“We are positioned well to grow our sales and profits,” he told analysts, “and expect to continue with healthy long-term stockholder returns.”
“Innovation and employee morale are key to building great experiences.”Farooq Kathwari
Kathwari noted during the earnings call that the company has been aggressive in building up its design capabilities as a means for integrating emerging technologies in the buying experience. He says the company is focused on staying true to changing consumer attitudes; much of that is dependent on technology.
In 2015, the company launched new design centers in markets including Chattanooga, Tenn., Charlotte, N.C., and Las Vegas. Ethan Allen also operates some 300 design centers globally, including in Dubai, Qatar, the Philippines and China.
“There is more of an emphasis on the customer experience than ever before,” he says. “Going forward, creating positive customer experiences is the way for companies to differentiate themselves in the new landscape that is so heavily shaped by digital technology. Innovation and employee morale are key to building great experiences. Again, it comes down to having relevant products and being able to offer exceptional personal service via a variety of platforms.”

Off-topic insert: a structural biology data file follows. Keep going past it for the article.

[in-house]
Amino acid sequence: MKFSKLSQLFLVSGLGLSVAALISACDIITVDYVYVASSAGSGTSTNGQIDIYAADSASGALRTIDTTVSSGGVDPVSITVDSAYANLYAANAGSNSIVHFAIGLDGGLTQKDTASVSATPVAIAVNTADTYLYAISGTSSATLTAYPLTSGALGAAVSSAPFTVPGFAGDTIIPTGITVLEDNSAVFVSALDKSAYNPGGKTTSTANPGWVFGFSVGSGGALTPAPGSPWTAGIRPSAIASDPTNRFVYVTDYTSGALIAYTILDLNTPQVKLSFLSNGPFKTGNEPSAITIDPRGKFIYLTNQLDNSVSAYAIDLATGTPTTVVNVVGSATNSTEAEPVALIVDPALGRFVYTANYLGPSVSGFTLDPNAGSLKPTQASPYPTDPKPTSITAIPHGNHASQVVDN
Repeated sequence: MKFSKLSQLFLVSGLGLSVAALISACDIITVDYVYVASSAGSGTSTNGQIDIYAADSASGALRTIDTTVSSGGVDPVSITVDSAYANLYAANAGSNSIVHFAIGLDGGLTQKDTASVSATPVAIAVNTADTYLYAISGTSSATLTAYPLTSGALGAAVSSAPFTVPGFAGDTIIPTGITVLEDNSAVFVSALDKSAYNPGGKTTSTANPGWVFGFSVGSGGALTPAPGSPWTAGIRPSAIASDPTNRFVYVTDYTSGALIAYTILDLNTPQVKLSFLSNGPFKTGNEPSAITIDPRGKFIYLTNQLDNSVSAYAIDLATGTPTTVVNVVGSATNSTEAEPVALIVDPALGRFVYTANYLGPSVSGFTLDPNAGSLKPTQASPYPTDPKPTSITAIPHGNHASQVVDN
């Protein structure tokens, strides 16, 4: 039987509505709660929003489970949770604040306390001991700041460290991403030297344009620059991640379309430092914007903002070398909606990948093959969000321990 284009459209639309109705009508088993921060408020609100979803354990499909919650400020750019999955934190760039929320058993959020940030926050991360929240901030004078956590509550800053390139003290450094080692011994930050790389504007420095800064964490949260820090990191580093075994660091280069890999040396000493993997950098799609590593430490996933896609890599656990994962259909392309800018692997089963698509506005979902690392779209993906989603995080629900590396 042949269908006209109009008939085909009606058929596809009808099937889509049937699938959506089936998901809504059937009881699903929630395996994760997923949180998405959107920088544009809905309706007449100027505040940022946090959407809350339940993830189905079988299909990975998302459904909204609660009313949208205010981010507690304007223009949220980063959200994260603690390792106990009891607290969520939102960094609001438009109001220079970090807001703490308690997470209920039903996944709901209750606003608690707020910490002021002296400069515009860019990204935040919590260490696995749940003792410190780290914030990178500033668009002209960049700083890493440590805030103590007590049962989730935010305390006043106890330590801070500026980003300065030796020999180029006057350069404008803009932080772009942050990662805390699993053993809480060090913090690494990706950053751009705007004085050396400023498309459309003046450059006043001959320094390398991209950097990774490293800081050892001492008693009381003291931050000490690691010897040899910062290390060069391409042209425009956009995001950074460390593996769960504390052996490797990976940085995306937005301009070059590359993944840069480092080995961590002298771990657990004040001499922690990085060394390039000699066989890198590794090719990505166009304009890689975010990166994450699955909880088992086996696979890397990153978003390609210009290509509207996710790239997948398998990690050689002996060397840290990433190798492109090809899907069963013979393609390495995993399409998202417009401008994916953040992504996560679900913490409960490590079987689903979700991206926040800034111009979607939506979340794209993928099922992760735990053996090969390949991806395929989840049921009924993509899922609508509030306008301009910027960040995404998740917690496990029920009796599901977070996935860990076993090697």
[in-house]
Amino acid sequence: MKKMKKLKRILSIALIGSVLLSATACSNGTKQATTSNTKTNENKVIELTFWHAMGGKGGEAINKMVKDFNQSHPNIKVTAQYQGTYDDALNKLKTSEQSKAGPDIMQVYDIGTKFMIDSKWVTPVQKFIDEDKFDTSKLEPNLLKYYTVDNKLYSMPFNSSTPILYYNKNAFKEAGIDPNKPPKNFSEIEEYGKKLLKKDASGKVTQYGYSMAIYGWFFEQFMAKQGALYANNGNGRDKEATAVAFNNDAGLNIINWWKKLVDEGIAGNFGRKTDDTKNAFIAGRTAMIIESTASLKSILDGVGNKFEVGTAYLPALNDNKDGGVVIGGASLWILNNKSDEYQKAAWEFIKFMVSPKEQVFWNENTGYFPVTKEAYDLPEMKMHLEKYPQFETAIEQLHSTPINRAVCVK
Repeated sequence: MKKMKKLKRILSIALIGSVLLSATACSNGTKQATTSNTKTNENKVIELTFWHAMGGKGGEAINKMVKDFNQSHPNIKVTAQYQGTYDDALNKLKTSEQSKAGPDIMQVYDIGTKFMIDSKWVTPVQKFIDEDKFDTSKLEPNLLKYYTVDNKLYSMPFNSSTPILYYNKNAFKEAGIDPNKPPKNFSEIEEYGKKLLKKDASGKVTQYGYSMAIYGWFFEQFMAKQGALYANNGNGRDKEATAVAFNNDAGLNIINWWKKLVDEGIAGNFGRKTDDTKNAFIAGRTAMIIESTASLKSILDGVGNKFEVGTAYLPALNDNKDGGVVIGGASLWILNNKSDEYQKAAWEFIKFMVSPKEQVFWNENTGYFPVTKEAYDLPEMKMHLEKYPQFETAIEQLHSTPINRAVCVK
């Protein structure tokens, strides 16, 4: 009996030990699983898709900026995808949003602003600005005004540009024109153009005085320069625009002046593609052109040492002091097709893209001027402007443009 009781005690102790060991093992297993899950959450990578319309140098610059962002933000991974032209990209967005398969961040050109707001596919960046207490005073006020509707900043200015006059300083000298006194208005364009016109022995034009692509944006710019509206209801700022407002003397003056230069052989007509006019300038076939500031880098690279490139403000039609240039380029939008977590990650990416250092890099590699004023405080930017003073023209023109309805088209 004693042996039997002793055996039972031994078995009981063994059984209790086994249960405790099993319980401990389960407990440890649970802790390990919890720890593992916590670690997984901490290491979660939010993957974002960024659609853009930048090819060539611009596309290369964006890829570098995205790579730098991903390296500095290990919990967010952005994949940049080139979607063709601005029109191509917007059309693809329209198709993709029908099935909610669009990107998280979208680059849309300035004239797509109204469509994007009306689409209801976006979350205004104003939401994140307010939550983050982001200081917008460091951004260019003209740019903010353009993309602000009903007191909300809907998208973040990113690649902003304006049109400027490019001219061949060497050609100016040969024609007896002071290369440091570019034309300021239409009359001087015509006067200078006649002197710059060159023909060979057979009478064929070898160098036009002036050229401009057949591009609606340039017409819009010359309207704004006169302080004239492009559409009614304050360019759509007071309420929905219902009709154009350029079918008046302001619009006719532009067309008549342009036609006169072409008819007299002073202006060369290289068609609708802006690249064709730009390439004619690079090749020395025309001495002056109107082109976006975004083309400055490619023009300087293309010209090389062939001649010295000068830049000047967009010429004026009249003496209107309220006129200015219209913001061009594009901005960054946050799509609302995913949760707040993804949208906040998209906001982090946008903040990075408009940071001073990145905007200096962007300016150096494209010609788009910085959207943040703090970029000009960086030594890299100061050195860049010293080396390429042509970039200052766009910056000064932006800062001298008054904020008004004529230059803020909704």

Ethan Allen has expanded its use of digital interactive concepts in design centers, including in product design and custom manufacturing. Designers use three-dimensional computer-aided design software to succinctly help consumers and simulate how designs will perform in their homes and workspaces. A recently opened design center store near Washington, D.C., highlights the direction Ethan Allen is headed.
Judy Alto, a district design manager who helped launch the Rockville, Md., location, says the company is intent on showing how its design capabilities will be a staple differentiator from the offerings of competitors: For instance, designers are hired to staff stores, rather than sell-at-all-costs sales people.
Alto calls Ethan Allen “a fashion-forward brand” that no longer resembles the traditional furniture store. Sophisticated shoppers demand a buying atmosphere that combines bricks-and-mortar retail service with technology, she says.
“We’re not in the business of selling furniture,” she says. “We’re in the business of solving a problem. We’re in the business of providing a solution for busy people that just want to do a click-and-shop. We’re getting them back to their weekends and back to their time off by letting us do all the leg work.”
Dennis Pollard, design center manager of the Rockville store, says Ethan Allen interior design starts with understanding how the consumer wants to proceed and delivering a comprehensive solution.
Consumers “like environments that speak to their lifestyles and personalities,” Pollard says. “They want it to be fresh, new and exciting. Our design center speaks to meeting that broad scope.”
Among features Ethan Allen uses to connect with customers is a live chat service on the website that gives clients access to professional design advice.
“What’s important is you want to prevent your customers from making costly errors. What looks good in the showroom doesn’t necessarily look good in their homes. Even though we have technology, we still need to have that personal relationship,” Alto says.